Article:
“When push comes to shove, water could become the real throttle on renewable energy,” said Michael E. Webber, an assistant professor at the University of Texas in Austin who studies the relationship between energy and water.

Conflicts over water could shape the future of many energy technologies. The most water-efficient renewable technologies are not necessarily the most economical, but water shortages could give them a competitive edge.

In California, solar developers have already been forced to switch to less water-intensive technologies when local officials have refused to turn on the tap. Other big solar projects are mired in disputes with state regulators over water consumption.

To date, the flashpoint for such conflicts has been the Southwest, where dozens of multibillion-dollar solar power plants are planned for thousands of acres of desert. While most forms of energy production consume water, its availability is especially limited in the sunny areas that are otherwise well suited for solar farms.

You can read the rest of the story here.

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clean-edge-report

Worldwide revenues from the solar photovoltaic, wind and biofuels industries jumped 53% in 2008 to $116 billion and is on track to grow to $325 billion by 2018, according to a report released Tuesday by West Coast market research firm Clean Edge.

Last year’s boom, however, is unlikely to be repeated in 2009, given the global financial crisis. Signs of the slowdown were apparent last year as new global investment in green energy grew by a paltry 4.7% to $155 billion, compared to a 60% rise between 2006 and 2007. In the United States, however, venture capital investments in green tech grew 22% last year to $3.3 billion, representing 12% of all VC investments, according to figures compiled by research firm New Energy Finance.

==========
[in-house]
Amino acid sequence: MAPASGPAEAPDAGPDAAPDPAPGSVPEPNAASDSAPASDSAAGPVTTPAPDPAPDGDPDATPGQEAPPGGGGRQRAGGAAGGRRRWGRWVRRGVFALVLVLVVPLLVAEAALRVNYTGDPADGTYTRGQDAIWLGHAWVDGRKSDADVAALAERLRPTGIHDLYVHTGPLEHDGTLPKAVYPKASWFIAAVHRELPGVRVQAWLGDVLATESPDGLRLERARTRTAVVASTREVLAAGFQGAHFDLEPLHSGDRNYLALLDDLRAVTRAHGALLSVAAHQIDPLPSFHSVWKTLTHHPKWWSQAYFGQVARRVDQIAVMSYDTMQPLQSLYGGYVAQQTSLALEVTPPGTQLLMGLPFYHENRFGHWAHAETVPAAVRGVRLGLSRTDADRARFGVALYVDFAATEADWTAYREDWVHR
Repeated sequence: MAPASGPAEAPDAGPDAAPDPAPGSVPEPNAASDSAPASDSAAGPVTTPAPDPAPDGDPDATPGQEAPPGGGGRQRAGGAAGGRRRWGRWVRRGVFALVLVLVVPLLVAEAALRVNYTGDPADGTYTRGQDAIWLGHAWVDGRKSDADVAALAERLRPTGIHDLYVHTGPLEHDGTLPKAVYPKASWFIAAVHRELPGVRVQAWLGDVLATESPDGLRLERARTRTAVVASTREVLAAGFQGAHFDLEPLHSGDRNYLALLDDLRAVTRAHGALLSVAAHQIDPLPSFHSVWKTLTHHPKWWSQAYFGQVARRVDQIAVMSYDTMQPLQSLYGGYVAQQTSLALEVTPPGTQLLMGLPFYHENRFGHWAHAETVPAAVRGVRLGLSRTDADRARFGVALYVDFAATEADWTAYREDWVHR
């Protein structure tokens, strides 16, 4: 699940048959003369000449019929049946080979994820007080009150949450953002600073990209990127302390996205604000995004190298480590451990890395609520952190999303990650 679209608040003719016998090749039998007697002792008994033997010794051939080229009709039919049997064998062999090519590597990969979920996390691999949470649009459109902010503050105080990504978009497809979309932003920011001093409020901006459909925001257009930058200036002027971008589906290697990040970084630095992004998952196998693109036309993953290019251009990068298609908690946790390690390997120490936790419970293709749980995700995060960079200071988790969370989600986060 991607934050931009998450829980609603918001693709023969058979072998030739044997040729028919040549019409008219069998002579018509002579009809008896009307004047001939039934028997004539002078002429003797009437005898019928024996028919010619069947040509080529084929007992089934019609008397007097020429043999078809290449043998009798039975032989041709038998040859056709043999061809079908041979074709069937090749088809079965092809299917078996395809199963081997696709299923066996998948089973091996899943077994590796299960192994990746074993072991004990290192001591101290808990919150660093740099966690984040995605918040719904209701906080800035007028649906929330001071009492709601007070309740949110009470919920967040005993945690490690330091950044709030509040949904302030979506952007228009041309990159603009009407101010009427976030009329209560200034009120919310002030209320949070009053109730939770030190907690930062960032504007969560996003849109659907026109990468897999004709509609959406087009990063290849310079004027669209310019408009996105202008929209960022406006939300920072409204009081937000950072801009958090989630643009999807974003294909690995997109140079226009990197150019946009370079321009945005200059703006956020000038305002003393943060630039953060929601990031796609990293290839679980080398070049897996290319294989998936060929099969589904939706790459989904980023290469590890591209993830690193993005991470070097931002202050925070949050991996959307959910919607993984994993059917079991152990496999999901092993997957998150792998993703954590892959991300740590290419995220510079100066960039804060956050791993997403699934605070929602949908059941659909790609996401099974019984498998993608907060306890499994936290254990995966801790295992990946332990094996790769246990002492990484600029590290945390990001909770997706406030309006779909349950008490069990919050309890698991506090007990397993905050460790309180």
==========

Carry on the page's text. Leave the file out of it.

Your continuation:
“2009 is a year to get through,” said report author Ron Pernick during a conference call.

Of course, growth projections for renewable energy are inherently speculative. Green energy investment is strongly dependent on government policy and what the Obama administration gives today in the form of billions in subsidies and incentives a successor can take away. And then there are calamities like the extent of the meltdown of the global economy that few foresaw even a year ago.

The wind industry accounted for a third of renewable energy revenues in 2008, becoming a $50 billion business. Clean Edge projects that employment in the wind and solar industries will grow from a combined 600,000 jobs in 2008 to 2.7 million by 2018.

“As the market transitions to low-carbon fuel and electricity sources, conservation and efficiency efforts, and the deployment of a smart, 21st century grid, we believe clean energy offers one of the greatest opportunities for both local and global economies to compete and thrive,” wrote Pernick and co-authors Joel Makower and Clint Wilder.

They identified as growth areas smart grid technologies, energy storage for wind and solar farms, the Eastern Eureopean market,  power grid infrastructure and micro power grids that provide electricity to self-contained facilities or areas.

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cpuc-rps-report

California quadrupled the amount of renewable energy it installed in 2008 over the previous year, according to a report released Wednesday by the state’s Public Utilities Commission.